Implementation of Total Productive Maintenance

There are four tool cornerstones in Total Productive Maintenance: OEE, 5S, Kaizen and Autonomous Maintenance. In this article we will focus on the last-named, as the other topics are covered in other articles.

Sixty percent of all jobs are simple

If you go to a normal plant and do a print-out of all maintenance jobs stored in their CMMS software, you will probably find a mixture of the following type of activities:

  • Emergency repairs
  • Inspections
  • Lubrication
  • Oil changes
  • Adjustments
  • Conditions checks
  • Planned replacements
  • Modifications
  • Reconditioning

Normally about 60 percent of the jobs on the list could be considered simple. This means that only basic maintenance knowledge is required and there are no safety risks involved. These 60 percent represent only about 20 percent of the time for the maintenance personnel, as they are quick and simple by nature, but a transfer of these duties to operators would nevertheless be a great relief for the maintenance department.

Conduct a TPM Event to list all necessary activities

A TPM Event is the most efficient way to determine all the activities that are needed for a disturbance free operation. This is cross-functional teamwork that is carried out by technicians, operators, engineers and supervisors. The idea is to go to the shop-floor with all the knowledge we have about the machinery, discuss it together, and then list everything that is needed on a specific equipment to ensure it is run problem-free. This includes cleaning, inspections, preventive maintenance, checks, etc.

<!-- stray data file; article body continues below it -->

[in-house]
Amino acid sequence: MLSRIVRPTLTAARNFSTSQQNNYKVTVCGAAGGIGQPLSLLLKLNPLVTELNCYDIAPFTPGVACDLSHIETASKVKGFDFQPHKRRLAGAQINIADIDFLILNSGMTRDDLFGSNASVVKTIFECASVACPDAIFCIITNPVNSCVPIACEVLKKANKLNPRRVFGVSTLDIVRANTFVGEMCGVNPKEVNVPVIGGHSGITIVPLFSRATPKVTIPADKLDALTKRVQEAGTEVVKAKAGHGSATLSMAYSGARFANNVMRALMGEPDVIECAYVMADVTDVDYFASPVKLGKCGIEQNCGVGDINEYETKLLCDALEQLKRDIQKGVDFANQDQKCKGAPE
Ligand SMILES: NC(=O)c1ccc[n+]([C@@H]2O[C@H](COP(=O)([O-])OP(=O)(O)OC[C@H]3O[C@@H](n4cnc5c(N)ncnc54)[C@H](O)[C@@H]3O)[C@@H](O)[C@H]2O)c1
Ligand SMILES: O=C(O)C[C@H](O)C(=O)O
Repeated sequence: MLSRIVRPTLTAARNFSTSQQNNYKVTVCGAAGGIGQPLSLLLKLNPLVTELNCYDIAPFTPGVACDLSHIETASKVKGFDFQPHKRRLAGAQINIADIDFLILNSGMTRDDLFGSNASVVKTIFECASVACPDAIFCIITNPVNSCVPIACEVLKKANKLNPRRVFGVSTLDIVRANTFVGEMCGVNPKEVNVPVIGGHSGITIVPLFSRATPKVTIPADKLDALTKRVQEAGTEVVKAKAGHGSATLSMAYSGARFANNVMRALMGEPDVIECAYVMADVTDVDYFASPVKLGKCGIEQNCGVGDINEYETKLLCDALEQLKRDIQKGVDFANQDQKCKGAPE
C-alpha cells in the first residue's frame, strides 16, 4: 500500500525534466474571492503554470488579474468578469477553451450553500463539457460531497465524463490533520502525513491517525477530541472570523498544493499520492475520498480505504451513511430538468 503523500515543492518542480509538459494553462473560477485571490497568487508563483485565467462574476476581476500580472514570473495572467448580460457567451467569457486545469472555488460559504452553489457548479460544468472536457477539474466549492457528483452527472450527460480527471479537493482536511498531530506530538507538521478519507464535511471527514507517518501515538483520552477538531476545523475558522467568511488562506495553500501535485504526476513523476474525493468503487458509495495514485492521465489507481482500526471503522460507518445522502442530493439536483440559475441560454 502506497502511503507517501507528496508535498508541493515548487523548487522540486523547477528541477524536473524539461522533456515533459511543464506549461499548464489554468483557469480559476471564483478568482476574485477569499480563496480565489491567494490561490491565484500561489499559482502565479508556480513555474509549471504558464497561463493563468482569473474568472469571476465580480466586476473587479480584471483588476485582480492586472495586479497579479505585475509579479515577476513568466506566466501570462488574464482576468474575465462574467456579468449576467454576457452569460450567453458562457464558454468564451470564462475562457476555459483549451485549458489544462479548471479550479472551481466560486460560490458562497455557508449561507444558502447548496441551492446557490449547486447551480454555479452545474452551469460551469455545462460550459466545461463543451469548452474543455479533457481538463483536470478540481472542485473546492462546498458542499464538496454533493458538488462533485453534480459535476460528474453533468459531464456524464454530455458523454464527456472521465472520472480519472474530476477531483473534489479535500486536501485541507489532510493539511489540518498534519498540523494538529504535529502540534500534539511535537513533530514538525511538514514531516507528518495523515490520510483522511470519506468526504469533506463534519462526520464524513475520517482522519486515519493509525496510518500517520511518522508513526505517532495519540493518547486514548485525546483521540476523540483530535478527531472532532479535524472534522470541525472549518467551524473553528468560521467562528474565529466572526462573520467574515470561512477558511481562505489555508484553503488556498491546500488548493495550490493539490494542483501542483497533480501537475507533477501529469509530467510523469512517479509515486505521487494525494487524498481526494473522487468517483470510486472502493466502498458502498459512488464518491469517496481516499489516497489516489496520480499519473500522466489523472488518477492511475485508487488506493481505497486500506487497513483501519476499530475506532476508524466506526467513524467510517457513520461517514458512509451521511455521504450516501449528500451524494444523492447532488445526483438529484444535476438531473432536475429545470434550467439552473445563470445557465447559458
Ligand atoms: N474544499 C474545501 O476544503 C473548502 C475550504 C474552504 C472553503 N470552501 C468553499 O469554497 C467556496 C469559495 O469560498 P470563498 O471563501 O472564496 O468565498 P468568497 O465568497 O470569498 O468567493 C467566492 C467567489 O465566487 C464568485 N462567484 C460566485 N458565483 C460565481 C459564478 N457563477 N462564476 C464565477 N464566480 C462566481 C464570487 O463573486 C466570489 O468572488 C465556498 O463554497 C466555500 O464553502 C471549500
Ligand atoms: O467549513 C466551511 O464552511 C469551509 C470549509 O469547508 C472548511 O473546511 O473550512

A TPM event

With this list in hand it is time to determine what is suitable or not for the operators.

Determine if a task is suitible for operators

The key to successful implementation is that operators should participate in the maintenance, but that the work should not have a negative effect on their normal duties.

  • Is it possible to learn the task in about 30 minutes?
  • Can we facilitate the task so that it can be done during a normal production day, without hindering production?
  • Can we arrange it so that necessary tools are available for the operator?
  • Are there no safety hazards involved?

Then, but only then, maintenance performed by the operators might be the right choice for the task. Flag these tasks on the list for implementation. The tasks that are not considered suitable are transferred to the preventive maintenance schedule and will be carried out by the maintenance department or by specialists.

Conduct training

The next step, which is very important, is training of the operators. The training is typically excuted by the maintenance department in a TPM organization.

The operators should individually determine their need for training. The training should be hands-on and on-the-job with a good possibility to practice.

Introduce a system for scheduling and follow-up 

It is important to have a good system for scheduling and follow-up of the TPM duties. If you plan to use your CMMS system for this, you might have to think again, as most operators do not use the CMMS daily. Check-lists or card systems are common ways to implement a scheduling system for TPM. If you already have a working system for 5S scheduling, the best way is to integrate the systems.

By Oskar Olofsson

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